Malacañang has ordered all departments and agencies to stop negotiations for all loans and grants from countries that voted in favor of a resolution, introduced by Iceland before the United Nations Human Rights Council in July, to issue a full report on the Philippines’s human rights situation.

The order was relayed by Executive Secretary Salvador Medialdea in a memorandum dated Aug. 27. 

“In light of the Administration’s strong rejection of the Resolution of the United Nations Human Rights Council, which was carried through by the votes of the minority of the Council members on 11 July 2019 and calls upon the Philippines to take certain actions in relation to alleged human rights violations in the country, all concerned officials are DIRECTED to suspend negotiations for and signing of all loan and grant agreements with the governments of the countries that co-sponsored and/or voted in favor of the aforesaid resolution, pending the assessment of our relations with these countries,” Medialdea said.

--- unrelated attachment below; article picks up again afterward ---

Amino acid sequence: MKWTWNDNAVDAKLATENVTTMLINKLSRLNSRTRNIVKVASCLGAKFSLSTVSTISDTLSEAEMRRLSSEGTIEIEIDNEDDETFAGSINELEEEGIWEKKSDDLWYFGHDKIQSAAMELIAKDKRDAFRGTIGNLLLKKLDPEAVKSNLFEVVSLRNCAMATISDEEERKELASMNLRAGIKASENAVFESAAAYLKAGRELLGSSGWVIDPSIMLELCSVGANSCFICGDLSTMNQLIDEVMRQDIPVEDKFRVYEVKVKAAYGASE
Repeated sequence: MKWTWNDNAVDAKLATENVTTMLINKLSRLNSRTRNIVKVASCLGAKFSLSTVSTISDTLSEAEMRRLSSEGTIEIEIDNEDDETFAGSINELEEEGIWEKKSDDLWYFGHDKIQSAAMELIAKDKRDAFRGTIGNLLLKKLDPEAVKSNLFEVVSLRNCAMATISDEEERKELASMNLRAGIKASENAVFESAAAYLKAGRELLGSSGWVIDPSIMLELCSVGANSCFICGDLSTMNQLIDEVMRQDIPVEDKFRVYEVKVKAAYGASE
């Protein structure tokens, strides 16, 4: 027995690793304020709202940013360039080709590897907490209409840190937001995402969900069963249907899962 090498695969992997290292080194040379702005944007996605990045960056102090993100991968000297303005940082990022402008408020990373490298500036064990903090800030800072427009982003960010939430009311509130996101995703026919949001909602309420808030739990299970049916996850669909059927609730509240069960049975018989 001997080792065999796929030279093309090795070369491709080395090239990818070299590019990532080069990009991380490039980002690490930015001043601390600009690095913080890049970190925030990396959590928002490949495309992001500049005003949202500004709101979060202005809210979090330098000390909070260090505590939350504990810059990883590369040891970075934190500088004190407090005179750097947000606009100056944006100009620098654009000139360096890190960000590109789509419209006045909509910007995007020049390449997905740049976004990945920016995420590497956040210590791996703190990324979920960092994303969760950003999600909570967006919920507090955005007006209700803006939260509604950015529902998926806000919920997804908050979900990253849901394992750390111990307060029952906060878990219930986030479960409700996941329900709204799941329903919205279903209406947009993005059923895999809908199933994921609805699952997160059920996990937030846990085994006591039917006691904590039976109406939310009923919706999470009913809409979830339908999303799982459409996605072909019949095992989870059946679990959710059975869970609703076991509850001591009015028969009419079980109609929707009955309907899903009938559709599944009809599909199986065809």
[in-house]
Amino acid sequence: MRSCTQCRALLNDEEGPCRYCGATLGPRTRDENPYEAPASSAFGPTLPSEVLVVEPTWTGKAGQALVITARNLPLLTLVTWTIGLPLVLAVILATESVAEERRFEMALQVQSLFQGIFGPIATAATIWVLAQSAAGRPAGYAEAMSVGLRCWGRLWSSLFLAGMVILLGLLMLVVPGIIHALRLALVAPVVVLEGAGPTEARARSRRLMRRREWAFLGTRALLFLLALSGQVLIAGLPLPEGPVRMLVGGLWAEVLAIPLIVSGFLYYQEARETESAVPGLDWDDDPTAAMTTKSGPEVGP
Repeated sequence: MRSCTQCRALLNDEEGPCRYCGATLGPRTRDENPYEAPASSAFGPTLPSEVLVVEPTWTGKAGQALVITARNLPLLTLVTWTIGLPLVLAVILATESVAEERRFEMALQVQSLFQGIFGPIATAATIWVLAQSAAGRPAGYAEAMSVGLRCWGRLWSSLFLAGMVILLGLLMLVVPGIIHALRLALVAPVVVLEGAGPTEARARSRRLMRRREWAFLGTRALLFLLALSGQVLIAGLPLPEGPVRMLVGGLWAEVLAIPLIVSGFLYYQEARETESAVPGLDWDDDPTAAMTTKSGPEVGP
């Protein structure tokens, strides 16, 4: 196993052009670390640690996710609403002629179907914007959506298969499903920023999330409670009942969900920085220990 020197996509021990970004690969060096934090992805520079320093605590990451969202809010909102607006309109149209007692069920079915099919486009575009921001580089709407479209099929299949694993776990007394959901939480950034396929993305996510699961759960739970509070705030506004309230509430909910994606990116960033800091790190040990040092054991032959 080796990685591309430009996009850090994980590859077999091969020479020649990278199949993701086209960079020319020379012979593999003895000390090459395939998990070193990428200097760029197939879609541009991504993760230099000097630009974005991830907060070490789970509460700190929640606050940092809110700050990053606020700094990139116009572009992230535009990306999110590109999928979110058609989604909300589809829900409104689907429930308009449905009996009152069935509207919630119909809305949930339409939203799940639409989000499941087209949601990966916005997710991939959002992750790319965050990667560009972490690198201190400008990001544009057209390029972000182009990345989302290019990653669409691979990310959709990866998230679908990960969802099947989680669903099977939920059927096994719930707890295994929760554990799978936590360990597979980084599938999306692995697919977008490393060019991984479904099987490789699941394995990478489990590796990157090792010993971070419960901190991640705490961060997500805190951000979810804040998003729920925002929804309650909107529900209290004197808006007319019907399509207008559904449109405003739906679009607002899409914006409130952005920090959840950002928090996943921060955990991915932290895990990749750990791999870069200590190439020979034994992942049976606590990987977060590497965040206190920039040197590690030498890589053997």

“This directive shall take effect immediately and shall remain effective until lifted by this Office,” he added.

Eighteen countries voted in favor of the resolution, 14 were against and 15 abstained during the 41st session of the rights council in Geneva.

Among those who voted against the resolution, introduced by Iceland, were China and a number of African and Middle Eastern countries. The Philippine delegation voted “no.”

Aside from Iceland, those who voted “yes” included Argentina, Austria, Australia, Denmark, Italy, Mexico, Spain and the United Kingdom. Japan, a major trading partner, abstained.

The Palace and Foreign Affairs Secretary Teodoro Locsin Jr. were livid following July’s humiliating council vote, and vowed swift retaliation.

Locsin said on Saturday the loans were onerous and benefited mostly consultants.

“That’s old stuff actually; long before the failed Iceland resolution. DOF (Department of Finance) didn’t like them; not worth the candle considering the amounts and the terms and the money goes mostly to consultants,” he said on Twitter. (